LUMBERTON — It’s payback time at Lumberton High School.
The school was the beneficiary of donations of money and supplies after Hurricane Matthew slammed into Robeson County in October 2016. This year, Lumberton High’s students are demonstrating the same generosity, and the beneficiary happens to be Lumberton High School, but this one is in a Texas town with the same name.
The school in Texas was in the path of the devastation caused by Hurricane Harvey.
“We knew that it was Houston that really got flooded bad, so we were looking for a school similar to us in size in Houston,” said Adrian Hammonds, a guidance counselor at the Robeson County school. “Just by chance, we happened to come across something that said Lumberton High School in Texas.”
The school traditionally puts on a community service event each Christmas season, so the opportunity to help its namesake in Texas fit well into the calendar. However, their motivation to hold the drive came from experience.
After Hurricane Matthew swept through the region and displaced many students, the school started a program to help students affected by the storm. Through the Adopt a Pirate program, Lumberton was able to bring in supplies for those students and money that is still being used today.
“With money from last year, we’re paying for driver’s ed, prom, rental computers, trips,” Hammonds said.
That capability came from the flexibility of cash donations, which is why Lumberton wants to provide that same luxury to its namesake.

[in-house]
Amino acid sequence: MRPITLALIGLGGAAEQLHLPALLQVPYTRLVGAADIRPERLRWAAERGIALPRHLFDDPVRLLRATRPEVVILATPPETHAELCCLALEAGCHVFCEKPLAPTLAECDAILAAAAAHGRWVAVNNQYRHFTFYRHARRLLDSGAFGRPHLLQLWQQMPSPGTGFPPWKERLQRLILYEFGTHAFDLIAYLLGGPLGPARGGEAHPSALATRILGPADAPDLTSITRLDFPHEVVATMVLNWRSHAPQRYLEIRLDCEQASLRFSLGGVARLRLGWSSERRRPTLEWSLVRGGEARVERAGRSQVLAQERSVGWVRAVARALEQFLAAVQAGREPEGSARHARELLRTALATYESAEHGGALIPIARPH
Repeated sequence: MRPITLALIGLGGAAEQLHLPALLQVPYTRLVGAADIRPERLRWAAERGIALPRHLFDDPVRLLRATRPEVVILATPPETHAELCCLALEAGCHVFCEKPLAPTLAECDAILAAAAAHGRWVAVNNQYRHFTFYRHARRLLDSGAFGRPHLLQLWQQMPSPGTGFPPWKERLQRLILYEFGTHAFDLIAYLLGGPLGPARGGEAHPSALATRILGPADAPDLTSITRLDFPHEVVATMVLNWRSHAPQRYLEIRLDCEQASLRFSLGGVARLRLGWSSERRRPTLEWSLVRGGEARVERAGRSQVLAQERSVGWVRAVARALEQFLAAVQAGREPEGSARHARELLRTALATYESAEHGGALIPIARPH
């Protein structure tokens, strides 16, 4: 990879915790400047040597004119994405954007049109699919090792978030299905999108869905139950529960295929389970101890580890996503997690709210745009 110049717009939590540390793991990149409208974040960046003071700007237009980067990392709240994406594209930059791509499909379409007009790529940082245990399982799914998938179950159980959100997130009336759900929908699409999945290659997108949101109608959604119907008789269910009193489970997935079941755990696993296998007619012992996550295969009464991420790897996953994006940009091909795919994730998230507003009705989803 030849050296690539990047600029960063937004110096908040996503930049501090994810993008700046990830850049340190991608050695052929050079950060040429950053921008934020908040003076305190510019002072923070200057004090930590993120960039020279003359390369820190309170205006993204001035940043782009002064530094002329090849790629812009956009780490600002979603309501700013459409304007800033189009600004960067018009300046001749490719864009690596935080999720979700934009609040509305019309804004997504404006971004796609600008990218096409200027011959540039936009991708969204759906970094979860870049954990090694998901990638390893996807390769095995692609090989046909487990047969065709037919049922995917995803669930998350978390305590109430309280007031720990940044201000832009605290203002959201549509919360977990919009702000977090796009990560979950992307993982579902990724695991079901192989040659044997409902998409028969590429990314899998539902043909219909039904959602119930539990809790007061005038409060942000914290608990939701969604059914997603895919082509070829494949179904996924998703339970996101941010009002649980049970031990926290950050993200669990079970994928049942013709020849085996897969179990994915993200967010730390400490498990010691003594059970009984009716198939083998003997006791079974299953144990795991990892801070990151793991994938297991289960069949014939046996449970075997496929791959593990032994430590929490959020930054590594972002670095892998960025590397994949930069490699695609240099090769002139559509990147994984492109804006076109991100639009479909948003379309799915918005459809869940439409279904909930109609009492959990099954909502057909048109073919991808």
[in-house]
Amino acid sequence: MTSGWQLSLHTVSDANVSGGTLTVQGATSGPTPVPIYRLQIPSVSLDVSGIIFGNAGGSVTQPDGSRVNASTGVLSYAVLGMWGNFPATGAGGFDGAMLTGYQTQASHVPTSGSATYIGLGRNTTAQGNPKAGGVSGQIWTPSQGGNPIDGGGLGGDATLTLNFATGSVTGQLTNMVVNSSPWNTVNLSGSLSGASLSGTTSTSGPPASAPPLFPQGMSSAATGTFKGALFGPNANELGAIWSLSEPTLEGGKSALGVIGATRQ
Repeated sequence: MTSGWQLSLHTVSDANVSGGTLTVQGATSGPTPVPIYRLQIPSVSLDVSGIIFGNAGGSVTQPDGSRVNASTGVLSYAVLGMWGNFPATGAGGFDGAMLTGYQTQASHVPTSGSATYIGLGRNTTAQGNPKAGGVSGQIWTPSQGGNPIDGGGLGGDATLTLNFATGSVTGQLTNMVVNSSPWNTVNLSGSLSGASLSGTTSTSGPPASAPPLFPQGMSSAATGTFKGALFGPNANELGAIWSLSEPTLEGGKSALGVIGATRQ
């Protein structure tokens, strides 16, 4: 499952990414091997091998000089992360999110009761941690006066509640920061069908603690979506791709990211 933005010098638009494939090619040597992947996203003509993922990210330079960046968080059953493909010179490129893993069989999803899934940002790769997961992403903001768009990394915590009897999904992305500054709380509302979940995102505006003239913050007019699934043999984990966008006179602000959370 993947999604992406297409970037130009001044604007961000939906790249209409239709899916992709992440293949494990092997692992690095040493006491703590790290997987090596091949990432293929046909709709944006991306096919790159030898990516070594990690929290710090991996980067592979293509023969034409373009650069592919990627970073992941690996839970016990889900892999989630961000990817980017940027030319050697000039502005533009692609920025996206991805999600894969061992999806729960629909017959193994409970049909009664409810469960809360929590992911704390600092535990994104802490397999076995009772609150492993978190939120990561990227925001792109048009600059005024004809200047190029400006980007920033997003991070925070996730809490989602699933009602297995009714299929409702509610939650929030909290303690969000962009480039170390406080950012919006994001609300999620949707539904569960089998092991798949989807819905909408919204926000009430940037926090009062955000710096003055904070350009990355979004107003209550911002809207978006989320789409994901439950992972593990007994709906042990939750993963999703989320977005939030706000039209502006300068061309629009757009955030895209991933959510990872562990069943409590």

“Money tied with the school is all red tape, it’s hard to get out,” Hammonds said. “I can’t just go to the principal and say give me $200 or $300 because I want to pay for three kids for driver’s ed. Money like this that has flexibility, the counseling department at Lumberton High School will be able to go buy a girl a jacket, they’ll be able to go pay for prom, pay for the SAT.”
The penny drive was a competition between all four grade levels. Each grade had a five-gallon jug in the school’s hallway in which students could drop change before classes or during breaks.
The amount of change donated by each grade level will be counted during winter break. Hammonds hopes to be able to announce the winner on the first day of classes in January.
The winning grade level will be entered into drawings for prizes. Those rewards include 10 $10 gift cards, five $20 cards, two $50 cards and one $100 card.
Hammonds said the students’ motivation for contributing to the drive is based on more than the prizes. After experiencing the effects of Hurricane Matthew, they know how helpful it can be to have a strong network of support in difficult times.
“That was the start for the children,” Hammonds said. “Remember how we got help. Remember how everywhere we went there was water. Remember how there was food everywhere. I can tell the kids connected. We got a lot of help, let’s try to help someone else.”